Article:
All seats were filled as the Interagency Bison Management Plan members met at Chico Hot Springs in Paradise Valley Tuesday morning.
Some controversial proposed changes to the Yellowstone National Park bison management plan are on the agenda. Montana Governor Greg Gianforte, the state's Department of Livestock (DOR), and Montana Fish, Wildlife and Parks sent a 16-page letter to the park opposing all three of the proposed bison plan proposals.
That promises to make the all-day meeting interesting as state officials, the park service, and Indian Tribal representatives try to hash out a plan for managing bison in the future.
In the letter, Gov. Gianforte claimed the park service ignored settled science and legal rulings when it proposed allowing bison herds to grow in size. The proposed growth varies from a modest increase to allowing the herd to more than double the minimum herd size of about 3,000 animals.
Gianforte and the state agencies question the need for a herd of even 3,000 bison and question the ability of the park to prevent the spread of the disease brucellosis if the herd grows. The governor also says the state's tolerance for bison may change, suggesting that the state may attempt to roll back previous agreements for herd size.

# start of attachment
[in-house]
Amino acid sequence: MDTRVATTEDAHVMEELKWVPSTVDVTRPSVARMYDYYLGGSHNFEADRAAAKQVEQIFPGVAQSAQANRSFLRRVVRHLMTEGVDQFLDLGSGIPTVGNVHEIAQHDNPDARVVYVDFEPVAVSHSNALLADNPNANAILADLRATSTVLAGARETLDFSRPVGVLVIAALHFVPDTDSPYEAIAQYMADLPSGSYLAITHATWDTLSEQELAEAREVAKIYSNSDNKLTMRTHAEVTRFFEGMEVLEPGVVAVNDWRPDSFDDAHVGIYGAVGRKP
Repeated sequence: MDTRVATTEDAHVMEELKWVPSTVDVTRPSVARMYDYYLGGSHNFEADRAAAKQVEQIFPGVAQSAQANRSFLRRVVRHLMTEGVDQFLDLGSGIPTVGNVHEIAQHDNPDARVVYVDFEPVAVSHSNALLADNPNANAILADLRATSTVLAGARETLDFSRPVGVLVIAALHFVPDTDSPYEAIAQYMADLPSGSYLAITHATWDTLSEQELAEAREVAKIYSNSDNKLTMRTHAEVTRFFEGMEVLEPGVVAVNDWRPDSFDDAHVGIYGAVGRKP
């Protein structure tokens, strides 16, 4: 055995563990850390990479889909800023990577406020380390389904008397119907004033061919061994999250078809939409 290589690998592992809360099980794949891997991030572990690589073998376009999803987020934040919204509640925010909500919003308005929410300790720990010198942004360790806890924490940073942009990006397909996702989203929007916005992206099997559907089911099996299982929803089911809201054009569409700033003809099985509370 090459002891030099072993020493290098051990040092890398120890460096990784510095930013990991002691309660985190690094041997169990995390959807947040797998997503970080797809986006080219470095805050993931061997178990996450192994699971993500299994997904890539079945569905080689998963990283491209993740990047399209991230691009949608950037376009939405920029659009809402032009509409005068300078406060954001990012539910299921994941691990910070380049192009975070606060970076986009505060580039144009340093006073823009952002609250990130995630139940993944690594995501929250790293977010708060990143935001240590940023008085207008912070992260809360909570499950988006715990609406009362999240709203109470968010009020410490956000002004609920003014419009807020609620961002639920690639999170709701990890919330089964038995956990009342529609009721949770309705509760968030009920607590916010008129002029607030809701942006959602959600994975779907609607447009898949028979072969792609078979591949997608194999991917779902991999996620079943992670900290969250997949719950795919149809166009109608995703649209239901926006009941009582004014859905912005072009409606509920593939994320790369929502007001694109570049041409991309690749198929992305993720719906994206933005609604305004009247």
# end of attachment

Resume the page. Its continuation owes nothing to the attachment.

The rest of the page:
In the winter of 2022-23, more than 1,500 bison were removed from the park herd after severe winter snows drove the bison from the park in search of winter forage. Hunters killed most of those bison. Hunters included those from the state of Montana and Indian tribal members who were exercising treaty rights to hunt the animals outside the park.
In the spring and summer of 2023, the Park Service expanded its program to capture bison, test the animals to make sure they are disease-free, and ship them to Indian tribes for repopulation efforts elsewhere. Yellowstone officials also made known their desire to greatly reduce or eliminate the killing of bison outside of hunting.